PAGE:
Aberrant first fixations when looking at inverted faces in various poses: The result of the centre-of-gravity effect?

This source preferred by Peter Arabaci Hills

Authors: Hills, P.J., Sullivan, A.J. and Pake, J.M.

Journal: British Journal of Psychology

Volume: 103

Pages: 520-538

Publisher: Blackwell Publishing Ltd

This data was imported from PubMed:

Authors: Hills, P.J., Sullivan, A.J. and Pake, J.M.

Journal: Br J Psychol

Volume: 103

Issue: 4

Pages: 520-538

eISSN: 2044-8295

DOI: 10.1111/j.2044-8295.2011.02091.x

Face recognition is essential in everyday human life, and all faces are encountered in different poses. However, when a face is inverted, difficulties arise for recognition and eye movements may (Barton, Radcliffe, Cherkasova, Edleman, & Intriligator, 2006) or may not be disrupted (Williams & Henderson, 2007). The present study explored the effects of orientation and pose on recognition and eye movements during a standard old/new recognition task in order to resolve whether inversion disrupts eye movements. Eye-tracking data looked at the first fixations, the number of fixations, and the duration of fixations over a face. A standard inversion effect was observed, but the three-quarter view advantage was not observed. Eye-movement data revealed that the eyes were the most sampled feature (in terms of first fixation, number of fixations, and duration of fixation) for all upright faces, however, other features were sampled first for inverted faces. These results are consistent with Barton et al.'s (2006) but not Williams and Henderson's (2007) findings: possible explanations for this are discussed with the caveat that the same images were used from learning to test.

This data was imported from Scopus:

Authors: Hills, P.J., Sullivan, A.J. and Pake, J.M.

Journal: British Journal of Psychology

Volume: 103

Issue: 4

Pages: 520-538

eISSN: 2044-8295

ISSN: 0007-1269

DOI: 10.1111/j.2044-8295.2011.02091.x

Face recognition is essential in everyday human life, and all faces are encountered in different poses. However, when a face is inverted, difficulties arise for recognition and eye movements may (Barton, Radcliffe, Cherkasova, Edleman, & Intriligator, 2006) or may not be disrupted (Williams & Henderson, 2007). The present study explored the effects of orientation and pose on recognition and eye movements during a standard old/new recognition task in order to resolve whether inversion disrupts eye movements. Eye-tracking data looked at the first fixations, the number of fixations, and the duration of fixations over a face. A standard inversion effect was observed, but the three-quarter view advantage was not observed. Eye-movement data revealed that the eyes were the most sampled feature (in terms of first fixation, number of fixations, and duration of fixation) for all upright faces, however, other features were sampled first for inverted faces. These results are consistent with Barton et al.'s (2006) but not Williams and Henderson's (2007) findings: possible explanations for this are discussed with the caveat that the same images were used from learning to test. ©2011 The British Psychological Society.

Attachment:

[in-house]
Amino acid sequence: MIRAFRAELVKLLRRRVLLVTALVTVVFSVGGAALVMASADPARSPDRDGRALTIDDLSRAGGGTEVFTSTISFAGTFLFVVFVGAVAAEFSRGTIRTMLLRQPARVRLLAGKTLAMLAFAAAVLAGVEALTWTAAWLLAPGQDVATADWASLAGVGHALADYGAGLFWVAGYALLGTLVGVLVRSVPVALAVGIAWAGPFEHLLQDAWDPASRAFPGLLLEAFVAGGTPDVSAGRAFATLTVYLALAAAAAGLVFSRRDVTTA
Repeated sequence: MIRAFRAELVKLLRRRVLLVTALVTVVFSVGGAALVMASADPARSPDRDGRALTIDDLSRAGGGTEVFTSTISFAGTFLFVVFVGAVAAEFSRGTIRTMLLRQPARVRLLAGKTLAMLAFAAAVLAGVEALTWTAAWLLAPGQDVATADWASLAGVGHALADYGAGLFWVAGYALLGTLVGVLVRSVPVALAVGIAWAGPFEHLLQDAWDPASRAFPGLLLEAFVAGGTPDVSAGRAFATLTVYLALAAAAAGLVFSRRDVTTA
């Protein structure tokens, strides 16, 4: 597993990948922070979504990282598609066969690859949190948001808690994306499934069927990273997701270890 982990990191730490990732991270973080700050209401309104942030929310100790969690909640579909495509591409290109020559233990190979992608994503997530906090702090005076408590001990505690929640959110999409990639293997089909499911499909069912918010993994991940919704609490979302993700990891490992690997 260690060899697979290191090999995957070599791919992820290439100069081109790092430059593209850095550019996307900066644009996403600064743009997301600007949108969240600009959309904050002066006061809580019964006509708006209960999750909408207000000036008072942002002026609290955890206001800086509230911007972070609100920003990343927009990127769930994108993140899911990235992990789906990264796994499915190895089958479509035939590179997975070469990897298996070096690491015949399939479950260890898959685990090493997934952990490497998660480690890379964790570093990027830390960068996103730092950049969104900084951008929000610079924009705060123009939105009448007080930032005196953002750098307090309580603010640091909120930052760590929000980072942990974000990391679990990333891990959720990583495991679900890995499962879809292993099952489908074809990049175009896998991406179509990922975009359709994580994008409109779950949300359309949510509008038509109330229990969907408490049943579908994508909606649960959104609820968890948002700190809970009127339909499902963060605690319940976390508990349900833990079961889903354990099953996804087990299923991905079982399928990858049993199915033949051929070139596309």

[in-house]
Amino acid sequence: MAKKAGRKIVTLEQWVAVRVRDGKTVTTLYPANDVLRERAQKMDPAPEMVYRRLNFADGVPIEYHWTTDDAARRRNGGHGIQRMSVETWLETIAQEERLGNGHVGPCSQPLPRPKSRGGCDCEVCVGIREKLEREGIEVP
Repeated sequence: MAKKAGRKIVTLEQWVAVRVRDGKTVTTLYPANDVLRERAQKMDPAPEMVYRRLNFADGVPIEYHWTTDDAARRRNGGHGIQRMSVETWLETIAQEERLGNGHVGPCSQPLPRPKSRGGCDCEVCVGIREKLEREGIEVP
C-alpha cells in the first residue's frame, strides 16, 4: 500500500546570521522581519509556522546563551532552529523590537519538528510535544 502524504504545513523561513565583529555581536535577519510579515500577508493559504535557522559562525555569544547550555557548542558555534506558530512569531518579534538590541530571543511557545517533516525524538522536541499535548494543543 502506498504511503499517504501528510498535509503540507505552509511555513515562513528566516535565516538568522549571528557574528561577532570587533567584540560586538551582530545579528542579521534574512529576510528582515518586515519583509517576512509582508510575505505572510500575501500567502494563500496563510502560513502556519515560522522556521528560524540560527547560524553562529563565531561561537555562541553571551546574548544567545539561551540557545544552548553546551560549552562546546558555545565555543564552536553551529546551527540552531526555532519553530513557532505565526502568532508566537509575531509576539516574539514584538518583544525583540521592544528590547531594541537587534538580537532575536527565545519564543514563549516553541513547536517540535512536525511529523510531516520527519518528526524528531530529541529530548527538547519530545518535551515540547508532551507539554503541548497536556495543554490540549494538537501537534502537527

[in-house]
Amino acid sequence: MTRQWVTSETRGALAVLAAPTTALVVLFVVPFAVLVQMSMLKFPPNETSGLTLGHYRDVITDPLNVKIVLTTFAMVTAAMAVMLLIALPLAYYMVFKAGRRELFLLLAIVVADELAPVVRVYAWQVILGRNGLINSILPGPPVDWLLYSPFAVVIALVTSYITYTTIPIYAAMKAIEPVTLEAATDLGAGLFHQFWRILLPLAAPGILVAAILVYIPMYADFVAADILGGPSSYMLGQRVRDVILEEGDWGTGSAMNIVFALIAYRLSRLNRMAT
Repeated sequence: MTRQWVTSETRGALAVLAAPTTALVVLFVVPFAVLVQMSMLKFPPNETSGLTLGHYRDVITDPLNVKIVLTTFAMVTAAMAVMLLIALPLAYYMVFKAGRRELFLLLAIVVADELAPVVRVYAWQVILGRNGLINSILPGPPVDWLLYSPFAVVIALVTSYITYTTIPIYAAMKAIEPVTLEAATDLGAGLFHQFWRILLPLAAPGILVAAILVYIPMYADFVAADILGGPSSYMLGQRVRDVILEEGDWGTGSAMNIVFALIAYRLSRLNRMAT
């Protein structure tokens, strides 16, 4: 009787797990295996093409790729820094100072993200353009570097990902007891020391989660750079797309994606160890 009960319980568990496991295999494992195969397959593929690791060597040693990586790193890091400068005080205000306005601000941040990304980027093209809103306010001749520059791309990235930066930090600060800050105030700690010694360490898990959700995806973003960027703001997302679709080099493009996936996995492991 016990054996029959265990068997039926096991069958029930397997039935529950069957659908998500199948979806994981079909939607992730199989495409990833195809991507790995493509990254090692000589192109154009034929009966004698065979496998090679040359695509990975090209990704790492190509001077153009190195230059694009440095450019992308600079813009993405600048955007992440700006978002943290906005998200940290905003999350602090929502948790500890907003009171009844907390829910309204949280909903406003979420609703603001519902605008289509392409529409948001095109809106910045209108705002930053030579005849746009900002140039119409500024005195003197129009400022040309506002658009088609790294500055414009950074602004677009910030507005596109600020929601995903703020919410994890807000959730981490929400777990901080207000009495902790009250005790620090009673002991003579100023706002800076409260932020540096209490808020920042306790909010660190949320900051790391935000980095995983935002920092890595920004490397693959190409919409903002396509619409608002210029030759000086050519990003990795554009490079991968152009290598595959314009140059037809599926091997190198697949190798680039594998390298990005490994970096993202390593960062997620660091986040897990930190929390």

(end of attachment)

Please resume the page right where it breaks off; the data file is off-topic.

This data was imported from Europe PubMed Central:

Authors: Hills, P.J., Sullivan, A.J. and Pake, J.M.

Journal: British journal of psychology (London, England : 1953)

Volume: 103

Issue: 4

Pages: 520-538

ISSN: 0007-1269

Face recognition is essential in everyday human life, and all faces are encountered in different poses. However, when a face is inverted, difficulties arise for recognition and eye movements may (Barton, Radcliffe, Cherkasova, Edleman, & Intriligator, 2006) or may not be disrupted (Williams & Henderson, 2007). The present study explored the effects of orientation and pose on recognition and eye movements during a standard old/new recognition task in order to resolve whether inversion disrupts eye movements. Eye-tracking data looked at the first fixations, the number of fixations, and the duration of fixations over a face. A standard inversion effect was observed, but the three-quarter view advantage was not observed. Eye-movement data revealed that the eyes were the most sampled feature (in terms of first fixation, number of fixations, and duration of fixation) for all upright faces, however, other features were sampled first for inverted faces. These results are consistent with Barton et al.'s (2006) but not Williams and Henderson's (2007) findings: possible explanations for this are discussed with the caveat that the same images were used from learning to test.

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